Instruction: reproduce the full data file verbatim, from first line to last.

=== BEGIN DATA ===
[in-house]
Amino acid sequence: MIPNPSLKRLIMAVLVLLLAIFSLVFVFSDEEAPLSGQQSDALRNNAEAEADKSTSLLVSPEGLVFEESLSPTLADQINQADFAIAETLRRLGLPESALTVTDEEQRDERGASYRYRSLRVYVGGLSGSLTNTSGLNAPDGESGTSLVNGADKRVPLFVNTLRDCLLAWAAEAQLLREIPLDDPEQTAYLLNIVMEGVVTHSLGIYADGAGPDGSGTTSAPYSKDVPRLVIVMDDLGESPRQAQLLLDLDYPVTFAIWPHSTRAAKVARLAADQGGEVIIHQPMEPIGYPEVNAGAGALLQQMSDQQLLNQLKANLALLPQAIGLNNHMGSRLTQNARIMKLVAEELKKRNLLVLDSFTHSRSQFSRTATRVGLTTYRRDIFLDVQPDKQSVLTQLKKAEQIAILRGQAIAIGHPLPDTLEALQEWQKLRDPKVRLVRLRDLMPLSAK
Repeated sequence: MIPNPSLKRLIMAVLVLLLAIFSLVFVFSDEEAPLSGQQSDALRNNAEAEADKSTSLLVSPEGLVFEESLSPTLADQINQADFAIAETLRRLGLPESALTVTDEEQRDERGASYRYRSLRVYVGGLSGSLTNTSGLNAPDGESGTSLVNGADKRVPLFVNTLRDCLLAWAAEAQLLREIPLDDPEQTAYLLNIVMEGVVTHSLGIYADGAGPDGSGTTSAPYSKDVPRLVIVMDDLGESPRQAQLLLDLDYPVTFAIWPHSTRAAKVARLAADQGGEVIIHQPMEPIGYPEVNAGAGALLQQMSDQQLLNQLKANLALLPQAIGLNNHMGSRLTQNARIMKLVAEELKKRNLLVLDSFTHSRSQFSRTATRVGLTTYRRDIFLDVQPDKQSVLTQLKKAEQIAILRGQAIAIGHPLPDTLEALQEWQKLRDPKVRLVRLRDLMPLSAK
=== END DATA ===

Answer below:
[in-house]
Amino acid sequence: MIPNPSLKRLIMAVLVLLLAIFSLVFVFSDEEAPLSGQQSDALRNNAEAEADKSTSLLVSPEGLVFEESLSPTLADQINQADFAIAETLRRLGLPESALTVTDEEQRDERGASYRYRSLRVYVGGLSGSLTNTSGLNAPDGESGTSLVNGADKRVPLFVNTLRDCLLAWAAEAQLLREIPLDDPEQTAYLLNIVMEGVVTHSLGIYADGAGPDGSGTTSAPYSKDVPRLVIVMDDLGESPRQAQLLLDLDYPVTFAIWPHSTRAAKVARLAADQGGEVIIHQPMEPIGYPEVNAGAGALLQQMSDQQLLNQLKANLALLPQAIGLNNHMGSRLTQNARIMKLVAEELKKRNLLVLDSFTHSRSQFSRTATRVGLTTYRRDIFLDVQPDKQSVLTQLKKAEQIAILRGQAIAIGHPLPDTLEALQEWQKLRDPKVRLVRLRDLMPLSAK
Repeated sequence: MIPNPSLKRLIMAVLVLLLAIFSLVFVFSDEEAPLSGQQSDALRNNAEAEADKSTSLLVSPEGLVFEESLSPTLADQINQADFAIAETLRRLGLPESALTVTDEEQRDERGASYRYRSLRVYVGGLSGSLTNTSGLNAPDGESGTSLVNGADKRVPLFVNTLRDCLLAWAAEAQLLREIPLDDPEQTAYLLNIVMEGVVTHSLGIYADGAGPDGSGTTSAPYSKDVPRLVIVMDDLGESPRQAQLLLDLDYPVTFAIWPHSTRAAKVARLAADQGGEVIIHQPMEPIGYPEVNAGAGALLQQMSDQQLLNQLKANLALLPQAIGLNNHMGSRLTQNARIMKLVAEELKKRNLLVLDSFTHSRSQFSRTATRVGLTTYRRDIFLDVQPDKQSVLTQLKKAEQIAILRGQAIAIGHPLPDTLEALQEWQKLRDPKVRLVRLRDLMPLSAK